Deputy Minister of Education Madalitso Kambauwa-Wirima has called for gender-equitable education systems on the African continent to contribute to a reduction in school-related gender-based violence and harmful practices.
She made the plea yesterday at a high-level international meeting in Abuja, Nigeria organised by the Mallpai Foundation to celebrate the 2021 Literacy Day.
In a speech made available to Malawi News Agency, Wirima called on African governments to take concrete steps to ensure that challenges hindering girls’ access to education are solved.
She said child marriage and female genital mutilation are some of issues which a gender-equitable education system can deal with to help keep both girls and boys in school and build prosperity for all countries.
Said Wirima: “Gender-equitable education systems empower girls and boys and promote the development of life skills like self-management, communication, negotiation and critical thinking that young people need to succeed. They close skills gaps that perpetuate pay gaps, and build prosperity.”
According to Unicef, globally, 129 million girls are out of school, including 32 million of primary school age, 30 million of lower-secondary school age, and 67 million of upper-secondary school age.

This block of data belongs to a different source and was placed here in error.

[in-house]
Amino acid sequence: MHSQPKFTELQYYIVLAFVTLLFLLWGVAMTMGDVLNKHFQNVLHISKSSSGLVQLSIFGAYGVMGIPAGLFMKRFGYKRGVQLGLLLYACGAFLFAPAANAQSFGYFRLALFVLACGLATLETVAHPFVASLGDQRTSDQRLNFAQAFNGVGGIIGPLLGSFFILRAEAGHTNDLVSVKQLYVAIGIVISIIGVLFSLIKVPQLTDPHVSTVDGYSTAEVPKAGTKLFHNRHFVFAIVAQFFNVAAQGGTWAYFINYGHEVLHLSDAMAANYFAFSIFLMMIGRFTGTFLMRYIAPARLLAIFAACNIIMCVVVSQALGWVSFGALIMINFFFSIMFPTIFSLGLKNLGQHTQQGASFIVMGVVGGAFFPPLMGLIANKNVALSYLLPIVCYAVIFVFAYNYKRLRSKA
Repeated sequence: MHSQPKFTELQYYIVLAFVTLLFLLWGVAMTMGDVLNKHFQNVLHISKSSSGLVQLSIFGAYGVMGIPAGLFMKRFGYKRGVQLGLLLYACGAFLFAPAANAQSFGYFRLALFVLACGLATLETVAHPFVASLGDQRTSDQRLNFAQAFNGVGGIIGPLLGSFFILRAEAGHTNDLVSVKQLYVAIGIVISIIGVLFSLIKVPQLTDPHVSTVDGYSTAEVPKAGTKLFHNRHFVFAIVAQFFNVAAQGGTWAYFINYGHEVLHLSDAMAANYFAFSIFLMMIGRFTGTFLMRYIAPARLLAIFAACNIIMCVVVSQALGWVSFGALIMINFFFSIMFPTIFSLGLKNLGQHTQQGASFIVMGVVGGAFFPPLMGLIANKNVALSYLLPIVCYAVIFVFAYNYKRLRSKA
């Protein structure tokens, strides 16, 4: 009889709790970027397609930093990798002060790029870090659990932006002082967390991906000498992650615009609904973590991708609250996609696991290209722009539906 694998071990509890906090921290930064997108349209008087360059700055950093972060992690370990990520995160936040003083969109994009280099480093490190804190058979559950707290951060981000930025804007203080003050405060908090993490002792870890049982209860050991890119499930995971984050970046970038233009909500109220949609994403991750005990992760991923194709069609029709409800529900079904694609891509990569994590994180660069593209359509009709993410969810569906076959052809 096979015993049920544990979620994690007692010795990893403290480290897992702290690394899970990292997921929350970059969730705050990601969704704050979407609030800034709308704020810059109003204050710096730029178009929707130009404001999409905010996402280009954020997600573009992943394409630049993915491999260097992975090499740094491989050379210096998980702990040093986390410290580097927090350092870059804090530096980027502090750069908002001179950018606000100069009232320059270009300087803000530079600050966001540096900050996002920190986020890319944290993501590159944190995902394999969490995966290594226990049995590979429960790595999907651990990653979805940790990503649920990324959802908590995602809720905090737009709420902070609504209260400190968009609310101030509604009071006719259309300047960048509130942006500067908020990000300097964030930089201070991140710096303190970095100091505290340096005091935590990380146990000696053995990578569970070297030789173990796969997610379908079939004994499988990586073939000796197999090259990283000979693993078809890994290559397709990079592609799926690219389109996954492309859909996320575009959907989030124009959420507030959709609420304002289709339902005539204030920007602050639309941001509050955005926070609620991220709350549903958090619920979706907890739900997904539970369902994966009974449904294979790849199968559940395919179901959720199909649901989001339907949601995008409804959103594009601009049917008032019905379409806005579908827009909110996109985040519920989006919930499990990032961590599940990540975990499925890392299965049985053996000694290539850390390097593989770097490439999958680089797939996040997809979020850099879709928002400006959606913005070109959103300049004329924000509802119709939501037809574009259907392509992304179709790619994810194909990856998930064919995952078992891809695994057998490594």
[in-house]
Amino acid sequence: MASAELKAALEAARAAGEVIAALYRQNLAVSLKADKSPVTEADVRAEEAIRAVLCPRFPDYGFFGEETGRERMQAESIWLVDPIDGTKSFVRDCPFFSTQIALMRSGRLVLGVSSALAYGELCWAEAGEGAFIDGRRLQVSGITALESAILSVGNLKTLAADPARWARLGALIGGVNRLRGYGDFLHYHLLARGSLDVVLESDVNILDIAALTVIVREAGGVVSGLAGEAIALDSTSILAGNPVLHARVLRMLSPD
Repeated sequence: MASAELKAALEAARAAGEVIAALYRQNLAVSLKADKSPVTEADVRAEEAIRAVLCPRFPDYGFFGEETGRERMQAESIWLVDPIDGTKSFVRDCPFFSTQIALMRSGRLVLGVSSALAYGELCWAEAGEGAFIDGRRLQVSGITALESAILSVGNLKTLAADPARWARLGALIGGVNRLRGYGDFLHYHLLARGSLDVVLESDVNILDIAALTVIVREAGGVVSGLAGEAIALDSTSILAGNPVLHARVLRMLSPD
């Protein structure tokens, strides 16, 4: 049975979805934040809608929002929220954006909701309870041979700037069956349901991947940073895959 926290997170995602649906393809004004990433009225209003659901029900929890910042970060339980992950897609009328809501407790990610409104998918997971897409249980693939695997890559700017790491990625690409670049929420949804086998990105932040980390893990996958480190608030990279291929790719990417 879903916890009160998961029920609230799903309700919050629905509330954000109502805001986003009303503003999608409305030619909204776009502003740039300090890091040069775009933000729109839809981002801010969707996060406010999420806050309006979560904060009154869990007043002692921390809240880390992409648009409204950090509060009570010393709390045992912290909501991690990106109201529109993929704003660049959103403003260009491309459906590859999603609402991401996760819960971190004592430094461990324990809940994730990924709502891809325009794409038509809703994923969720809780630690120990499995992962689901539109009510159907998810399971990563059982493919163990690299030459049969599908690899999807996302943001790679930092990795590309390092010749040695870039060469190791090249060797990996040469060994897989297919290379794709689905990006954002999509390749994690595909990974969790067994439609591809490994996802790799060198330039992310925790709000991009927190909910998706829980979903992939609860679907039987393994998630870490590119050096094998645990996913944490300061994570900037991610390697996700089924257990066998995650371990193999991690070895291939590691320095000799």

In countries affected by conflict, girls are more than twice more likely to drop out of school than girls living in non-affected countries.
Only 49 percent of countries in Africa have achieved gender parity in primary education.
In a statement, Nigerian President Muhammadu Buhari told the meeting that his government has taken steps to enforce free and compulsory basic education for the first nine years of schooling.
The statement reads in part: “We are also implementing social investment and school-feeding programmes which have dramatically increased school enrollment, retention and higher transition rates from primary school to secondary and tertiary levels.
“Our target is to provide the youth of our country with life-long skills and knowledge and to move over 100 million Nigerians out of poverty by 2030.” The two-day meeting brought together various speakers, including Malawi’s former first lady Callista Mutharika, Nigerian Vice-President Yemi Osinbajo and Nigerian government senior officials.